Q&A: For fighting cybercrime and boosting internet security, UCSD’s Stefan Savage wins a MacArthur award
Stefan Savage and his students have hacked into cars and disabled brakes, used telescopes to make illicit copies of keys from 200 feet away, and joined criminal groups selling counterfeit drugs over the internet.
Lucky for you, this professor of computer science and engineering at UC San Diego is on your side.
Savage, 48, works on a wide range of projects designed to protect computer systems from attackers, whether it’s a crook trying to steal credit card information off a laptop or a foreign country gathering intelligence by hacking into a database maintained by Yahoo or Anthem Blue Cross.
What sets him apart from others who face off against cybercriminals is the holistic approach he uses to keep our inboxes free from spam and our private information from being stolen. That’s why he just won a five-year, $625,000 “genius” grant from the
“Instead of just saying those are emails to block, or attacks to defend against, we spend a lot of time looking at a problem from the attacker’s standpoint,” he said.
That includes asking questions such as: How is an adversary making money? What does their supply chain look like? What can be done to make an economically motivated attack unprofitable?
“If you don’t actually understand the back end of the criminal process, then you don’t really know if whatever intervention you are using is actually the most cost-effective place to get in there and do something,” he said.
The MacArthur Foundation praised Savage for his “deep insights into internet security” and his “commitment to tackling problems of immediate, real-world importance.”
Savage spoke with The Times about how he became interested in cybersecurity, computer threats most of us haven’t thought about and why an internet security guy works in a university instead of a Silicon Valley start-up.
How did you get into internet security?
It was really a series of accidents. In the late 1990s I was working on network measurement projects, and we started getting some weird anomalous data.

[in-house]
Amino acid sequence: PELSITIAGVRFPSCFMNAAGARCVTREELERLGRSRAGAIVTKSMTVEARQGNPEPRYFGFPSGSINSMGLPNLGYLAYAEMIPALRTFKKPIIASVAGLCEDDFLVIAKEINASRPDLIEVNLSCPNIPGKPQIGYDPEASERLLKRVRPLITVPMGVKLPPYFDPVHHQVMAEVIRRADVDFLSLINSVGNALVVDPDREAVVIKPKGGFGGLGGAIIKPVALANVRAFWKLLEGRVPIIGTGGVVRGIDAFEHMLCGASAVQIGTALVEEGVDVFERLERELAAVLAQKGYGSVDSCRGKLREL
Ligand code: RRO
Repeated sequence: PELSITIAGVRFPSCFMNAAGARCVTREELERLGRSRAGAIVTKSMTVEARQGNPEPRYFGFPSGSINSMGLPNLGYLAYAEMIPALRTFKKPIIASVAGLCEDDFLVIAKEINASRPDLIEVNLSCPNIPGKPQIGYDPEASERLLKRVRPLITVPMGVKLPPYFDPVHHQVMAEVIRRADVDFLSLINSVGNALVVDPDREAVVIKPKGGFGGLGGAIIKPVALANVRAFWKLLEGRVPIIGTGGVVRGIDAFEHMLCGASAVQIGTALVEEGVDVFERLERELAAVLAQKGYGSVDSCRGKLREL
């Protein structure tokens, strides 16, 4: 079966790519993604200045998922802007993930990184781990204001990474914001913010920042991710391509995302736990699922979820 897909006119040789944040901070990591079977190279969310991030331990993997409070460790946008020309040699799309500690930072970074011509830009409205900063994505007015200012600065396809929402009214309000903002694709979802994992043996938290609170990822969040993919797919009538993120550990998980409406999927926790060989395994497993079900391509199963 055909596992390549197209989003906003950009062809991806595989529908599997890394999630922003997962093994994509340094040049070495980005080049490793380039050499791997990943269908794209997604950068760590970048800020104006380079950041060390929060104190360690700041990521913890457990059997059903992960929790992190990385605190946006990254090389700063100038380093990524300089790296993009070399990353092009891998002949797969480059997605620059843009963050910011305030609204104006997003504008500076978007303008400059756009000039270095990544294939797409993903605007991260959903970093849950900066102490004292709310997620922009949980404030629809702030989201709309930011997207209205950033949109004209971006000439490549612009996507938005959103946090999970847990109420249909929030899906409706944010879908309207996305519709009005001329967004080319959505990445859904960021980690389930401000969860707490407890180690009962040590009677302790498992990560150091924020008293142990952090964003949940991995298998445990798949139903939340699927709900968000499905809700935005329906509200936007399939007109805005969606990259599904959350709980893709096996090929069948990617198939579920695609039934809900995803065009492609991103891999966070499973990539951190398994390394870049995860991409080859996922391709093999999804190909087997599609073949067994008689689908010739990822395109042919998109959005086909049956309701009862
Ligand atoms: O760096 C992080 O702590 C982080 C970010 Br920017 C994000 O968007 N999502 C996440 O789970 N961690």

Eventually we realized that someone was attacking someone else and then lying about what’s called the source address in the packet — that’s like the return address on an envelope. Instead of identifying themselves, they were putting a random number in there. Since we had a lot of addresses, some of those numbers were ours.
All of a sudden, we could see who they were attacking and for how long and how many different people were being attacked. I just found that fascinating.
How do you decide what projects to take on?
I tend to follow an approach driven by serendipity. It has to do with whatever project emerges that seems like it has the most opportunity to make a difference, combined with some reason why our group is uniquely suited to do it. That could be because we have data other people don’t have, or that we are prepared to do it quickly enough.
A lot of it is also driven by students. When I started as a professor, I had this mental model that you go and tell your students what to do. Maybe that works for some people. I know that it does not work for me.
Is our world too connected? Does that open us up to threats we didn’t face before?
We add computing to things because it lets us do them more efficiently, or more safely, or with greater accuracy. And then we’ll add networking so we can get remote management. And this is all great.
The combination, though, creates the systemic risk that if someone sends a bad command, what happens?
Can you give me a few examples?
Well, modern cars are basically distributed computers that happen to have wheels on them. Increasingly, planes are the same way. So are boats. Stoplights are that way. The management of the power system is the same way, and the management of the pumps that drive our water system is the same.
All these systems work better and more efficiently now than they did before, but they also have a lot of fragility against someone who educates themselves about the details of how they work and is interested in disrupting them.
I’m surprised that a cybersecurity guy has stayed in academia. Why haven’t you left for the private sector?
It’s true that academics are not well-represented on the front lines of computer security. But I like being in academia in part because of the range of things that we work on. And for the parts of our work that affect public policy, it is much easier to do that from an academic platform then being an engineer somewhere.
What new projects are you working on?
The thing I’m most excited about now is what we are calling evidence-based security.
Right now, the vast majority of security decisions that are made by companies and individuals are ad hoc — like, stick your finger in the air and make a guess.
There is a bunch of received wisdom and a lot of what is called “best practices literature” that will help you defend yourself in a lawsuit, but it’s not based on any well-founded empirical measurement.
So what can you do about that?
We have become interested in trying to bring to the security world the same kind of approach that the healthcare industry uses. Let’s look at outcomes and treatments. Let’s measure this stuff.
The hope is that we get to a point where we can talk about risk and make decisions that are based on data and not on people’s gut feeling based on experience. I’m pretty excited about that.
This interview has been edited for length and clarity.
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